(I wrote this as a persuasive essay in high school about six years ago.)
"Regarding your editorial on morality or religion, you can't have morality without Christianity. You can't necessarily have morality with religion. Where does morality come from? Does it come from being good? If so, where does being good come from? Being good or moral comes first from the Judean Laws of God, then the Ten Commandments. Now that the liberal radical left has been able to remove the name of God from schools and the Ten Commandments off the walls, and Bibles from the libraries and have replaced them with condoms, New Age, devil worship, guns and knives you see what is happening."
Recently, this letter to the editor appeared in the paper. I find it appalling, that there are people who still think like this. If this letter had been written before the twentieth century, I could understand it. But these views have no place in our modern world.
The author first asks two questions. "Where does morality come from? Does it come from being good?" Being good comes from adhering to a moral code that benefits the society as well as the individual. Goodness comes from morality, not the reverse as the letter-writer would have us believe.
The author's main idea is that, "you can't have morality without Christianity." It is absurd to believe, much less say, that there was no morality on this planet until the so-called Judean laws of God. Human beings have been on this planet for three million years, sentient humans for nearly that long. Are we to assume that before Christianity there was no morality? Were the Native Americans immoral because they were pantheists and saw divinity in everything surrounding them? Before Christianity spread across Europe, the pagans that peopled that continent had a very highly developed moral code. One can go back to the very beginnings of civilization, long before the people that would evolve into the Jewish nation had developed a monotheistic culture, and find evidence of moral codes that protected both the individual and the society. It was the Jews, and later the Christians, that obtained their moral code, or Ten Commandments, from the pagans that came before them.
The writer next states that Christians followed the principles of the Ten Commandments after Christ's death as though this were some great moral breakthrough. But non-Christians the world over were practicing the same principles and had been for thousands of years. Indeed, you don't have to have religion to be moral. As an atheist, I am as moral and in some cases even more so than some Christians or anyone else of an established religion. I loosely base my morals, as do all atheists, on the Ten Commandments. But what exactly are the Ten Commandments? They are the morals of common sense that have been held thousands of years before Christ. They have been codified into a religion, a set of rules to live by, "sent by God" so people will be frightened into believing and living by them. In short, saying that I base my morals loosely on the Judean laws of god is only more understandable and streamlined.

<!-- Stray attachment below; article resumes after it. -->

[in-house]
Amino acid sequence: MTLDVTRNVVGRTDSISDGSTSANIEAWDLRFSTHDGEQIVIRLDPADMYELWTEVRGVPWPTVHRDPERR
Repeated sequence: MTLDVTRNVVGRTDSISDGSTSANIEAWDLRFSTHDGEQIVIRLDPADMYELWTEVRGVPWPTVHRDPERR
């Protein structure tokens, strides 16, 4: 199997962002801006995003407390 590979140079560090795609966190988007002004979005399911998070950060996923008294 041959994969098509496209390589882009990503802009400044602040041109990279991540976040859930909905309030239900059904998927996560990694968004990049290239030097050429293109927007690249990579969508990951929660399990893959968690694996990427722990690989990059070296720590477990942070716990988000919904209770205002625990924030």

When the author writes that the "liberal radical left has been able to remove the name of God from schools and the Ten Commandments off the walls, and Bibles from the libraries", does he realise that it is the Constitutional law? Isn't it written that the state is to be separated from the church? Isn't it also written that people are to have the freedom of religion? To be fair to all people, teachers must either spend the time to teach the concepts of every religion represented in the classroom, or take it out altogether.
Furthermore, children are supposed to learn their morals in the home, from their parents, where Christianity can be taught. It is the parents' fault if their children bring home condoms, practice New Age, worship the devil, and buy guns and knives.
Morality does not come from religion, it comes from common sense.